Oh, was I ever a good boy over the last two years in the Pandemic.
The government said to avoid being struck down by COVID 19 I had to get vaccinated, so I got two vaccination shots. The government said I also had to get a booster shot, so I got one. The government said a flu shot would help, so I went and got one of those, too. The government said I had to wear a mask and I did – everywhere and every day.
I did absolutely everything I needed to do stay safe.
So what happened? Last month, I came down with COVID.
It was the omicron variant and it was bad, really bad. The vaccines and booster did protect me in a sense that I was not hospitalized and am obviously still alive, but I felt like I was dying. I had an awful cough for three days. It was so bad that now, nearly a month later, my sides still hurt from it. I suffered from fatigue and complete exhaustion. I just did not want to do anything and fell asleep watching television. I still suffer from it.
I was supposed to quarantine myself for five days, but I did it for nine days just to be on the safe side.
Nine days. It was like nine years. I was bored out of my mind.
I was saved, though. I was not saved by Dr. Fauci, world famous hospitals or my doctors. No, I was saved by entertainment, that marvelous, magical mix if movies, television and oh yes, YouTube.
I got up at about 6 a.m. each day and went to sleep at 10:30 p.m. I could have worked on my writing projects, but the fatigue ended all interest in them.
So, I plopped down on my couch, or my bed, turned on television and became lost on a wonderful world of dramas, adventure movies, musicals and comedies – all at the flick on my fingers on my beloved remote.
Watching entertainment on television did not only make time go by, but gave me a new fascination with the arts.
What did I watch? What didn’t I watch?
First and foremost, Netflix. I was flicking the Netflix channels and found the fourth season of Ozark. For three years I have been enthralled by this sizzling drama of a family that works for a drug cartel (not really a good choice of jobs). I watched it, wallowed in it, for nearly ten hours. I flicked to numerous other Netflix shows, some good, some mediocre and some just dreadful. I watched Seinfeld, one of the all time great comic series, for hours, maybe days. I caught several hours of Outlander, the saga of the British woman who goes back and forth through time (sure…). I watched the Andy Griffith Show several times a day, every single day, and cheered on Sheriff Andy, Deputy Barney Fife, Aunt Bea and lovable little Opie.
I watched Law and Order. No, not Law and Order, but ALL of the Law and Orders, all 20 years of them. I watched the CBS Sunday morning, all of Jeopardy and all of Wheel of Fortune. I watched Criminal Minds – single Criminal Minds and marathon Criminal Minds. I watched every channel you could think of. I watched just about all of the 70 some movie channels I get on my FIOS system. Movies? I think I watched every movie ever made (and yes, the silents on TCM, too). I think I saw the Godfather ten times, but Godfather II just six. I saw every musical ever produced (oh, Judy Garland!)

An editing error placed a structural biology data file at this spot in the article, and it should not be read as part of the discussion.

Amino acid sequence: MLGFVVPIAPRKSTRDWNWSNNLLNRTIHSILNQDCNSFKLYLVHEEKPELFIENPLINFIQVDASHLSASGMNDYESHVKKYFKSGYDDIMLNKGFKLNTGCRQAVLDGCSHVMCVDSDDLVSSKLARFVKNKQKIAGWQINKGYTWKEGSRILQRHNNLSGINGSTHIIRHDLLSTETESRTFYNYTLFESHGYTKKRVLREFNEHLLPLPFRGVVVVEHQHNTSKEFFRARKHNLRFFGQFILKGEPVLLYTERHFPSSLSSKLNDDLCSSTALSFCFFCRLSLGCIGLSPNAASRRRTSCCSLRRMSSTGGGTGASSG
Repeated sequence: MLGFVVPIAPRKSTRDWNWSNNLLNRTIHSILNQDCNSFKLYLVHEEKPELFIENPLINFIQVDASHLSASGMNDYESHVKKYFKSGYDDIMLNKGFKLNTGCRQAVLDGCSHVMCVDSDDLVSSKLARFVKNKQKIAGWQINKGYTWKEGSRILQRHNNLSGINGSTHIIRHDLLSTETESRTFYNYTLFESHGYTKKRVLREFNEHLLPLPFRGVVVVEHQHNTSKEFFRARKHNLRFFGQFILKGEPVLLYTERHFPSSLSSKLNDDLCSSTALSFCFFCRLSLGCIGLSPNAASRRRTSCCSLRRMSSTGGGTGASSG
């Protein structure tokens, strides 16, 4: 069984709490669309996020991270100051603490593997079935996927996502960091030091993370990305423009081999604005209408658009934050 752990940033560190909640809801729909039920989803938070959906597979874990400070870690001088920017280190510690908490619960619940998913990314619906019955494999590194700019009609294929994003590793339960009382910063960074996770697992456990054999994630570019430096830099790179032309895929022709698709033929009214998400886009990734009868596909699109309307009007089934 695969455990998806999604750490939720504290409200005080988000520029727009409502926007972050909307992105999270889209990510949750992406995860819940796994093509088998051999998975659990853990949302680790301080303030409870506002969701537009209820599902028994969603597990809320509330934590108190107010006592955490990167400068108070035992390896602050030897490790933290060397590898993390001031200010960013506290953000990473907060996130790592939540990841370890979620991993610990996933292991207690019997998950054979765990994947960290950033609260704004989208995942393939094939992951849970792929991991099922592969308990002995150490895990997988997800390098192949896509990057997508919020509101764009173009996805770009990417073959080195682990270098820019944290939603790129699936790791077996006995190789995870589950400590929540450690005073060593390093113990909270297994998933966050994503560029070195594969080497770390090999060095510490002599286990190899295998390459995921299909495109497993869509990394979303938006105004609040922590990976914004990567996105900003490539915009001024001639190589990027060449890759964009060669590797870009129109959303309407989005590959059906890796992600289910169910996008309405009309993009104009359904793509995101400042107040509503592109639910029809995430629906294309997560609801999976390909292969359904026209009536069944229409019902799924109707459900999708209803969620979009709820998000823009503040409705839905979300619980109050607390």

I saw the Adventures of New Christine, Old Christine and every Christine ever born.
You are reading this and saying, well, why sit there like a bump on a log and watch TV when you could have spent nine days and all that time reading the great books? No, the fatigue killed all interest in reading. I did talk to friends on the phone, but the fatigue limited that, too. I had a lot of long conversations with my cat, but he does not enjoy sports.
Nope, It was just me and entertainment on TV, and it was glorious.
To sit there and watch Casablanca yet again, to glory in all the John Wayne movies and the cowboy stories (there are two cowboy networks on my cable system). Oh, for another 30 hours of Wagon Train, for 400 hours of The Lone Ranger!
I thought deeply about the shows I watched. I gritted my teeth yet again during Holocaust movies (oh, I saw Tom Cruise in Valkyrie at least ten times. I reveled in World War II movies, all 4 million of them, enjoying The Longest Day, The Shortest Day and Wednesday, Thursday and Friday.
On channel 13 and other cable channels I watched opera, some good, some bad and some really, really bad (Boris Godunov).
And love stories...
What does It mean to fall in love, this evening or in 1598? To fall in love in an almost perfect, innocent world (The Music Man) and falling in live in a war torn world (Casablanca). When you’re young (Last Picture Show) or old (Somethjng’s Gotta Give). To fall in love with your sweetheart? Your country?
Besides killing nine days of time, what did I get out of my entertainment nine day quarantine?
I enjoyed a renewed interest in the great films (Singin’ in the Rain), actors (George C. Scott and others), a much better sense if history (about one quarter of all movies were about history in some way. I enjoyed a renewed sense of the battles, all kinds of them, past and present, over race, class and gender, in America, and a satisfaction for how far we’ve come, and yet dissatisfaction at how far we still need to go.
I was able to spend a lot more time on the news and thought harder on the issues of the day whether foreign (Ukraine), or domestic (vaccine wars).
Overall, those nine days in front of the TV, screening all of those shows and watching all those movies gave me not only a better appreciation for movies and their greatness, but of not only how much entertainment fills up our lives, but how it gives them direction and meaning.
So, given that, wouldn’t I like to get COVID-19 again so I could spend nine more days of entertainment majesty?